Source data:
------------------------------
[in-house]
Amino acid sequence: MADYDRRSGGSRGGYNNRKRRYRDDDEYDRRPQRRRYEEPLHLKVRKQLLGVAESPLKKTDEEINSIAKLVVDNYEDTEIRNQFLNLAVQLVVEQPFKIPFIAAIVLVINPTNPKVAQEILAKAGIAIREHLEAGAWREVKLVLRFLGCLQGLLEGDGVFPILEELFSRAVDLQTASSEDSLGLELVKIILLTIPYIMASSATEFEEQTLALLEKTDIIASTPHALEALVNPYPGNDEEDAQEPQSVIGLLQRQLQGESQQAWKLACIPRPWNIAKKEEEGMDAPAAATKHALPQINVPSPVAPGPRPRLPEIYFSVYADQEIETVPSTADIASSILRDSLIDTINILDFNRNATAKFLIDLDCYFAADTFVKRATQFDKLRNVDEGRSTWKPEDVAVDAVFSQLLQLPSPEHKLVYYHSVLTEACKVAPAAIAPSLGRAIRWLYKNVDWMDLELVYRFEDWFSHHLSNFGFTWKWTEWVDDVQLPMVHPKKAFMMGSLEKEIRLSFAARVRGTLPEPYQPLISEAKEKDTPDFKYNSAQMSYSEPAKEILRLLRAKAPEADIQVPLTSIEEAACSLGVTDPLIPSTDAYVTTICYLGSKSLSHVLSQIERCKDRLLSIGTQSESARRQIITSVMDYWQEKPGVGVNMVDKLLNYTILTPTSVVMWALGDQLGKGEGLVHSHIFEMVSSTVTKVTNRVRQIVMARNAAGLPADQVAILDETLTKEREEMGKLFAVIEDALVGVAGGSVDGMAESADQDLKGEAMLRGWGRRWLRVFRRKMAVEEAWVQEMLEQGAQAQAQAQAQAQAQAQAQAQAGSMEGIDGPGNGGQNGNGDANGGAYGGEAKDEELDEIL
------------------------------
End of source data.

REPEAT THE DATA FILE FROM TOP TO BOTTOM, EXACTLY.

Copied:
[in-house]
Amino acid sequence: MADYDRRSGGSRGGYNNRKRRYRDDDEYDRRPQRRRYEEPLHLKVRKQLLGVAESPLKKTDEEINSIAKLVVDNYEDTEIRNQFLNLAVQLVVEQPFKIPFIAAIVLVINPTNPKVAQEILAKAGIAIREHLEAGAWREVKLVLRFLGCLQGLLEGDGVFPILEELFSRAVDLQTASSEDSLGLELVKIILLTIPYIMASSATEFEEQTLALLEKTDIIASTPHALEALVNPYPGNDEEDAQEPQSVIGLLQRQLQGESQQAWKLACIPRPWNIAKKEEEGMDAPAAATKHALPQINVPSPVAPGPRPRLPEIYFSVYADQEIETVPSTADIASSILRDSLIDTINILDFNRNATAKFLIDLDCYFAADTFVKRATQFDKLRNVDEGRSTWKPEDVAVDAVFSQLLQLPSPEHKLVYYHSVLTEACKVAPAAIAPSLGRAIRWLYKNVDWMDLELVYRFEDWFSHHLSNFGFTWKWTEWVDDVQLPMVHPKKAFMMGSLEKEIRLSFAARVRGTLPEPYQPLISEAKEKDTPDFKYNSAQMSYSEPAKEILRLLRAKAPEADIQVPLTSIEEAACSLGVTDPLIPSTDAYVTTICYLGSKSLSHVLSQIERCKDRLLSIGTQSESARRQIITSVMDYWQEKPGVGVNMVDKLLNYTILTPTSVVMWALGDQLGKGEGLVHSHIFEMVSSTVTKVTNRVRQIVMARNAAGLPADQVAILDETLTKEREEMGKLFAVIEDALVGVAGGSVDGMAESADQDLKGEAMLRGWGRRWLRVFRRKMAVEEAWVQEMLEQGAQAQAQAQAQAQAQAQAQAQAGSMEGIDGPGNGGQNGNGDANGGAYGGEAKDEELDEIL